Every Oakshire kettle-soured beer is an experiment. Each new ale uses a different fruit, malt bill and hop profile.
Maybe it makes sense given Oakshire—which today becomes the first-ever Eugene brewery to land a beer in our annual top 10 list—does things much the same way as they're done in a high-school chemistry class.
Head brewer Tyler West puts a bubbling mass of dry ice into the sealed brew kettles before adding Nancy's yogurt, then holds it at a very specific temperature for 24 hours.
"It really helps us purge out all the oxygen," he says. "When we were starting out, we realized there was a need to keep as much oxygen out at possible."
That attention to detail—and four pureed and juiced cucumbers per barrel—is how Oakshire's Sun Made Cucumber Berliner Weisse became the perfect beer of summer 2015.
A pale, tart wheat ale with a fizzy Champagne-like carbonation and a fleeting white head, the beer rode the nerve highway between your tongue and heart with reckless, melon-flavored abandon.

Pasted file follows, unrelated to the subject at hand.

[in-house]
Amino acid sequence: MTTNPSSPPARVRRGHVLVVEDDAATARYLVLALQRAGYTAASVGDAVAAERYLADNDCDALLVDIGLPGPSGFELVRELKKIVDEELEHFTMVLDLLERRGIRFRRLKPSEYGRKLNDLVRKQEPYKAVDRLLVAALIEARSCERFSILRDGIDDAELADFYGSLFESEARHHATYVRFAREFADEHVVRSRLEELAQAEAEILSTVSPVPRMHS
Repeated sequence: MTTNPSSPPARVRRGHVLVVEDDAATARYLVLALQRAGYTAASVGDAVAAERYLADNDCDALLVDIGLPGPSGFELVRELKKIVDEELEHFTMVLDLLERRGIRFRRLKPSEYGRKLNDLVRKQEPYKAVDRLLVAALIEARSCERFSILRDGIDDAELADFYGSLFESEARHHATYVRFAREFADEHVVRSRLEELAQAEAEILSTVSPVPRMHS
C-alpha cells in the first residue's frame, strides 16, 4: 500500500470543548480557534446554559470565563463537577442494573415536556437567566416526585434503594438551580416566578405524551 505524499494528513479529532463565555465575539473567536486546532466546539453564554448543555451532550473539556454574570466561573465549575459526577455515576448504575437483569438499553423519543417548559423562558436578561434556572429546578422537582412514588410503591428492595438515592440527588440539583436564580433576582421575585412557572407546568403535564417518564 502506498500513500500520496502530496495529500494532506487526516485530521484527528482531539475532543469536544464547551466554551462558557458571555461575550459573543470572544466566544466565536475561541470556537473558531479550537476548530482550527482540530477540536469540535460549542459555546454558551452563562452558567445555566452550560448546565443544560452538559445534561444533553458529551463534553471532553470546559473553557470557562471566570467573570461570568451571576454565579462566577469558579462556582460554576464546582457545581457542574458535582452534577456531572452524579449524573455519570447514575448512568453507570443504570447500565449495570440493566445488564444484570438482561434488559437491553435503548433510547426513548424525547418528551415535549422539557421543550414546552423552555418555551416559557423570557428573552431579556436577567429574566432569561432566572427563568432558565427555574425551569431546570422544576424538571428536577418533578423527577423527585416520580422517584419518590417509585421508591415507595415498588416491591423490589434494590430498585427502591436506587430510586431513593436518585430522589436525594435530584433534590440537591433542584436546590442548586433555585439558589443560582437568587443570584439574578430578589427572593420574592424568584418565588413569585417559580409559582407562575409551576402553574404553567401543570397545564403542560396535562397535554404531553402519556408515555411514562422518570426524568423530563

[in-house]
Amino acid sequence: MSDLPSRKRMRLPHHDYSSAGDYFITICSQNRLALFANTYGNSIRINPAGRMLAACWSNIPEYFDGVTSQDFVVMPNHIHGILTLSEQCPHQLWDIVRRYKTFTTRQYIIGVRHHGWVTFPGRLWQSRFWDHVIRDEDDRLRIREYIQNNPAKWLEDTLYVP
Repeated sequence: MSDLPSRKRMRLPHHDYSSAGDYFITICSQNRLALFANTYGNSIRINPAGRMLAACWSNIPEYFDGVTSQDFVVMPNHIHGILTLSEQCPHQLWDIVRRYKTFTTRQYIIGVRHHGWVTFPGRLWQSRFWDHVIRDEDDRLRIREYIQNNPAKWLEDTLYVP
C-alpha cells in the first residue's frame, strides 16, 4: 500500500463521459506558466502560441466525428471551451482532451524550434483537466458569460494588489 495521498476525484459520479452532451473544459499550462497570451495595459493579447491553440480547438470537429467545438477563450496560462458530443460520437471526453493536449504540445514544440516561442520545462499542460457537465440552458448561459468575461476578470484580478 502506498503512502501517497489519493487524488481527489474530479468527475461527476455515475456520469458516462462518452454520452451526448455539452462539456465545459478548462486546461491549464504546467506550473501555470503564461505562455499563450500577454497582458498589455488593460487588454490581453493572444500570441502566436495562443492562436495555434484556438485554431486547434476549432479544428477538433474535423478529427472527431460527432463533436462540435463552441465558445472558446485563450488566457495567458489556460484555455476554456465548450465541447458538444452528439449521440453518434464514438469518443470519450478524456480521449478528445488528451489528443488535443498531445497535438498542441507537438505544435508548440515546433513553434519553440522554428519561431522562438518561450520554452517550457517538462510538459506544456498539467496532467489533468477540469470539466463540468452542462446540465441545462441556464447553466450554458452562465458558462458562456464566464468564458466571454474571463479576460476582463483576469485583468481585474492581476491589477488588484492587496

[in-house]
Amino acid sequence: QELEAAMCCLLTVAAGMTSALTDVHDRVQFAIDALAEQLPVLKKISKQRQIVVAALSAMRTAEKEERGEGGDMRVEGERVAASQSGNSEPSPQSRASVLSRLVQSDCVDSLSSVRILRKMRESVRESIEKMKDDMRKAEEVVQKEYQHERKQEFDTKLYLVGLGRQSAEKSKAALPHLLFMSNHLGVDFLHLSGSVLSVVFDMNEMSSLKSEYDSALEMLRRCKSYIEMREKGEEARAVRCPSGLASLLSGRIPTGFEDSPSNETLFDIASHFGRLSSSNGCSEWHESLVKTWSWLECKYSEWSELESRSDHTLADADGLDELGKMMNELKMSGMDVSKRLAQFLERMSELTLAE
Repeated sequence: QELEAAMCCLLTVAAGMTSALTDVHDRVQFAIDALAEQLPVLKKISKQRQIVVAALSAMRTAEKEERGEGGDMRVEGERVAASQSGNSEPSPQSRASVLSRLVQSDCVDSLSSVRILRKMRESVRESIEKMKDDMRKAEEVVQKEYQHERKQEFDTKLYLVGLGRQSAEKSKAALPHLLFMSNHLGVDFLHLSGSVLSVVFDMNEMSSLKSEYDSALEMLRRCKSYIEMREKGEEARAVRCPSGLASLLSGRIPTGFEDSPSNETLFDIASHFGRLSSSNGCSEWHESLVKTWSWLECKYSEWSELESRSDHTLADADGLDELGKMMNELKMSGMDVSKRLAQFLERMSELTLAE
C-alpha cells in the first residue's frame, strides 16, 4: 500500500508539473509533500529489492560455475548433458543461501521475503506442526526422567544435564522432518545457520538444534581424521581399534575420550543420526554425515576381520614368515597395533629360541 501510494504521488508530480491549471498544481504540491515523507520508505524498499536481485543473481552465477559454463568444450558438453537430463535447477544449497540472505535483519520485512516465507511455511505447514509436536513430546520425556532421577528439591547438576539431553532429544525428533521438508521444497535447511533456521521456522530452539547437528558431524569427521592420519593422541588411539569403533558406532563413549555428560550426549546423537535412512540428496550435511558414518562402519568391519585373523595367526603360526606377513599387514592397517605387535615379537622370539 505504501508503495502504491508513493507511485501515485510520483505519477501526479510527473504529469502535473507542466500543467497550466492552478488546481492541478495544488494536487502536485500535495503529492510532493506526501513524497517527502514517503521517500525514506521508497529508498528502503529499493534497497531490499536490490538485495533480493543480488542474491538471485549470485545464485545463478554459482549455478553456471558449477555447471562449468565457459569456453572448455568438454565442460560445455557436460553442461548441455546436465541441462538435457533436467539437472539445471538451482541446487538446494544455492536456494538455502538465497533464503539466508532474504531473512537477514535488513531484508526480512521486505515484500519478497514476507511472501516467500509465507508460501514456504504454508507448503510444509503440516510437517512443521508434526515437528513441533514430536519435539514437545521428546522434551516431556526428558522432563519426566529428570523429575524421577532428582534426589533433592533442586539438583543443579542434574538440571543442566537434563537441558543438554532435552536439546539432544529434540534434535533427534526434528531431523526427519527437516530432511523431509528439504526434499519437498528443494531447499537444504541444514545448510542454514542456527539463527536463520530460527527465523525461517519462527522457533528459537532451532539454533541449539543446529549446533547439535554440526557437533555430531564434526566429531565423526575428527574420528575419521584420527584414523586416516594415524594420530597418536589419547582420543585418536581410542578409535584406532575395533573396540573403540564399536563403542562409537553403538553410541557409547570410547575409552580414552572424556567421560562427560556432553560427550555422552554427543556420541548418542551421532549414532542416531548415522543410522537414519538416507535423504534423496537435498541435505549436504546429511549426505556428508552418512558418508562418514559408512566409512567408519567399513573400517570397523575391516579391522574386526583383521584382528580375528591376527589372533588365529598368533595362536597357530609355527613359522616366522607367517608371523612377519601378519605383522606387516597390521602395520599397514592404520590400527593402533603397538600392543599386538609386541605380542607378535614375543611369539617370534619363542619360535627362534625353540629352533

With a special blend of wheat and pale malts and a smattering of a new variety of "really bitchin'" German hops renowned for their cantaloupelike flavors, the beer is perfectly fruity, light and thirst-quenching.
Among those who got a taste of one of the two batches the brewery produced, we're probably not alone in wishing for a swimming pool full of it.
More traditional German Berliner Weisse has historically evoked equally passionate responses. When faced with a tart, Southern German wheat beer during his time there, Napoleon famously called the thirst-quenching brew the "Champagne of the North."
For West, who was initially skeptical about brewing with cucumbers, the first batch was a revelation in a glass.
"About three to four days into the bright tank it became clear," he says, "that this thing was going to be something worth talking about."
And as the brewery continues to develop new flavors to infuse with its increasingly noteworthy sour and wild ale program, Sun Made is a high-water mark West plans to revisit during this year's warmest months.
"I don't know how much, and I don't know when it's gonna be released," says the brewer, "but I know we're gonna be peeling cucumbers."